Grief is one of the most normal and natural emotions that we can feel; yet it is one of the most misunderstood. Grief is a normal, and unavoidable reaction to the loss of treasured loved one. Because grief often involves very painful and difficult feelings, most of us think that our grief is wrong or crazy in some way. Nothing could be further from the truth. Grief is a very healthy psychological response that requires expression and acknowledgement. Attempts to suppress feelings of grief can sometimes actually prolong the healing process.
Our discomfort with grief comes from a variety of sources, but can often be traced back to how our own families have dealt with loss, and how society in general responds to a bereaved person. Unfortunately, many of the responses we hear reinforce the notion that grief is unnatural and perpetuate the myths that grief should be avoided and expressed only behind closed doors. Society tends to reward the more unhealthy responses (stoicism and avoidance) while punishing the more healthy ones (expression and acceptance). Some common responses we hear when a death occurs are as follows:
• Try to stay busy.
• Big boys don't cry.
• No sense dwelling on the past.
• You must be strong right now.
• Support groups are for weaklings.
• Out of sight, out of mind.
• He had a good life.
• Think of all your good memories.
• You still have other pets.
• Count your blessings.
• God needs him more than you do.
• If you look around you can always find someone who is worse off than yourself.
These responses suggest to us that we should not feel badly about our losses. They encourage us to avoid our feelings and put pressure on us to get over the loss as soon as possible. Grief just doesn't work that way and cannot be put onto a time schedule. Everyone grieves in their own time and in their own way, and creating artificial deadlines or expecting grief to disappear overnight only creates more stress for the bereaved person.
These responses also minimize the griever's pain and do not acknowledge the loss that the griever feels. They also suggest to us that we have no right to be upset or distressed about the loss. These kinds of responses can make a griever feel guilty or ashamed about being upset and reinforce the notion that grieving is wrong.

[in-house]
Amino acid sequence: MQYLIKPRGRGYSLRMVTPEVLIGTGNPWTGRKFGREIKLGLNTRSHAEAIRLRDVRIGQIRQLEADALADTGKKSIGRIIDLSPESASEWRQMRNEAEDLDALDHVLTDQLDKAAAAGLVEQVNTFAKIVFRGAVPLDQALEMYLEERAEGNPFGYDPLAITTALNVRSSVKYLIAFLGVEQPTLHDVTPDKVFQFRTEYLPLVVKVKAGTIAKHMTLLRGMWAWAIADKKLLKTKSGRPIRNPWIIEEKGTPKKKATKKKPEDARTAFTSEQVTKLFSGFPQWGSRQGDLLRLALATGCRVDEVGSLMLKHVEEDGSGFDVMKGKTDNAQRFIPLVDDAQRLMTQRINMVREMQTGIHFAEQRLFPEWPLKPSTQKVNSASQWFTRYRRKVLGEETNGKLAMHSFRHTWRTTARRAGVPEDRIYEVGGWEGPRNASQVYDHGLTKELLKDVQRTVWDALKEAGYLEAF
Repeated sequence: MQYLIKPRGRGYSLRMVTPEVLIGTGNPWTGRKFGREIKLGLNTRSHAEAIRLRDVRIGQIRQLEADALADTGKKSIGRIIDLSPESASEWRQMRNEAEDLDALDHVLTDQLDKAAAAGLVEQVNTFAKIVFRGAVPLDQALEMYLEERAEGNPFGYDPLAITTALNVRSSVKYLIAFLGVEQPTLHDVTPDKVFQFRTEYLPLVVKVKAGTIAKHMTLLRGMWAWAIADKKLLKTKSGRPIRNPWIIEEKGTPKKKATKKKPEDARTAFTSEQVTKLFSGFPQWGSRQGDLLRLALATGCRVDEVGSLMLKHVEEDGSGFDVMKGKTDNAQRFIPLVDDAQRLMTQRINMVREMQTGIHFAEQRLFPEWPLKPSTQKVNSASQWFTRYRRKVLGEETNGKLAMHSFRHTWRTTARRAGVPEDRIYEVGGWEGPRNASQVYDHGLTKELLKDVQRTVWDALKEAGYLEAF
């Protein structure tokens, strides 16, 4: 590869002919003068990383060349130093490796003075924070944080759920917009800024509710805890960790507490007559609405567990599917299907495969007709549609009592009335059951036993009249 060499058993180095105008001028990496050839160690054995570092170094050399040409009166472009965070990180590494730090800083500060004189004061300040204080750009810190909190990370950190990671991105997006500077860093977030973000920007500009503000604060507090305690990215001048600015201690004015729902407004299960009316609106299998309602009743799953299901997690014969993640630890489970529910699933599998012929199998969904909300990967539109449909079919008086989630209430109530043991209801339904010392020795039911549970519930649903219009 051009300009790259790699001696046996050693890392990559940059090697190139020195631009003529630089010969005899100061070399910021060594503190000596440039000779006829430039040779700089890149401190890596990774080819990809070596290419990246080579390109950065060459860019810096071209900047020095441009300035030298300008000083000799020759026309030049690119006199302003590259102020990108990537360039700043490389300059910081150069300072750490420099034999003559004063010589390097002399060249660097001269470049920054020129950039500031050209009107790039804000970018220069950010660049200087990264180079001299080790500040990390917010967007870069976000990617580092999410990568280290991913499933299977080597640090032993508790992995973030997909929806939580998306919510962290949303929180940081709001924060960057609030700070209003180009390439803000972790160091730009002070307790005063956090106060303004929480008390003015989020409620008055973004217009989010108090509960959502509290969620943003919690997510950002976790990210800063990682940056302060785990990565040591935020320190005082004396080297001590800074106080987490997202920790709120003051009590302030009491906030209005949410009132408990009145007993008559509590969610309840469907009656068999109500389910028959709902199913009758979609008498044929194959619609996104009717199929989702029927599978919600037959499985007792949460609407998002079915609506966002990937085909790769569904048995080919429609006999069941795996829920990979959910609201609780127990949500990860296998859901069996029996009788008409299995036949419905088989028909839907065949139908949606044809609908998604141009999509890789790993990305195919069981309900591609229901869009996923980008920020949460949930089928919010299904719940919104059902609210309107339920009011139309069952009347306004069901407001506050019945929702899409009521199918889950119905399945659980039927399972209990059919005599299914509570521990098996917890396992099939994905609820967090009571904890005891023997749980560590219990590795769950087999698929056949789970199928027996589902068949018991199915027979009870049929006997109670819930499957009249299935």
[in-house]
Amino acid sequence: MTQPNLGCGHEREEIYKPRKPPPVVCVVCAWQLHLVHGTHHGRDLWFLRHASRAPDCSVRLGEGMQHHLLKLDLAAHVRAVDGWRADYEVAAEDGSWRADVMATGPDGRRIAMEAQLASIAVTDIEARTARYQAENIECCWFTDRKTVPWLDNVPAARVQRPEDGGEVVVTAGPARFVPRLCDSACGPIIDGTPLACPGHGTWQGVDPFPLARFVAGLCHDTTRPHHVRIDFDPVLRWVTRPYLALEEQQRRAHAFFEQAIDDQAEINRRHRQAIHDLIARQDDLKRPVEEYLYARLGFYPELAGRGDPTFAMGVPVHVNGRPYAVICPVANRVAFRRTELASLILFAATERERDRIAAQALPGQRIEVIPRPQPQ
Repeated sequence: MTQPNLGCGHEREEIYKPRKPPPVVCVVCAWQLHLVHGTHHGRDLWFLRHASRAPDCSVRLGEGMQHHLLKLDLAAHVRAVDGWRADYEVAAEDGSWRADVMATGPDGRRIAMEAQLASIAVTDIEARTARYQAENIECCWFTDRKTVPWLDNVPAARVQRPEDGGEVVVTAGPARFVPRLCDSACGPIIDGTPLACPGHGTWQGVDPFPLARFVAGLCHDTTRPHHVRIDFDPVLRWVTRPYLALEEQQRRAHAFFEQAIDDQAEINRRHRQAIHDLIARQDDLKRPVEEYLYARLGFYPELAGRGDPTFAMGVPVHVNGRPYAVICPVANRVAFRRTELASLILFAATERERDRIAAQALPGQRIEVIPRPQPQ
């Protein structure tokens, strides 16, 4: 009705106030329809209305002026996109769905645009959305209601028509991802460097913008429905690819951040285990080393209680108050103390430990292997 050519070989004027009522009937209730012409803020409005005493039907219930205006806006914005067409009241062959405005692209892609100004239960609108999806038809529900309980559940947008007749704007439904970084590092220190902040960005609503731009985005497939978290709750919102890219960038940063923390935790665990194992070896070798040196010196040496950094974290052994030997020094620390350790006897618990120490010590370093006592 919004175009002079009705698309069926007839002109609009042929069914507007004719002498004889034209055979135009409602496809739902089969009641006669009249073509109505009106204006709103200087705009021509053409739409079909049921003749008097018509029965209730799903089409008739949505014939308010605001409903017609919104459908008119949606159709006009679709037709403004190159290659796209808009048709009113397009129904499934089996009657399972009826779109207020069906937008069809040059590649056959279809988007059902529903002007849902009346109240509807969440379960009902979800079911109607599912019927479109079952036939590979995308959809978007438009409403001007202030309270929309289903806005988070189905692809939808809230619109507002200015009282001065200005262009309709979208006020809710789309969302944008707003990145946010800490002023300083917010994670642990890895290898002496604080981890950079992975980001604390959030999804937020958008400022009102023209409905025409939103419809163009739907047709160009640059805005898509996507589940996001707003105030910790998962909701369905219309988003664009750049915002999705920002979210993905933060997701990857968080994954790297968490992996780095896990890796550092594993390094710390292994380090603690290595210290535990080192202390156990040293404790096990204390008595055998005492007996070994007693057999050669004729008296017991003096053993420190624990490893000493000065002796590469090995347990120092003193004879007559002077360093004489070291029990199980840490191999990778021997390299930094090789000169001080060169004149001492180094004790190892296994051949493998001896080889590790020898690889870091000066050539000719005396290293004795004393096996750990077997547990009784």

Other common responses like... life goes on... you'll find new friends to love or just go out and get yourself another dog suggest that loved ones are easily and readily replaced. They tell the griever to handle the pain by replacing the loss and forgetting the past. The notion of replacing a loss as a way of handling the grief comes to many of us from a very early age. Many of us can probably recall from childhood losing a favourite toy or beloved object and being told, "don't feel bad, we'll buy you a new one tomorrow. Responses like these minimize and complicate the griever's pain by insinuating that the loss was relatively unimportant and should be fixed by replacement.
Given that our society promotes many of these myths about grief, it is important to remember that a grieving person needs acknowledgement, validation, and support. One of the best ways to deal with our grief is to understand that it is normal and to not make any judgements about our emotions. There are times when we can handle these feelings with the support of family and friends, and there are other times when professional assistance may be very helpful. There are many professional counsellors, therapists, and members of the clergy trained in the areas of loss and grief who can provide assistance through the grieving process. There are also many books, articles, and other resources about the grief process available in most public libraries and local bookstores.
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Colorado State University Veterinary Teaching Hospital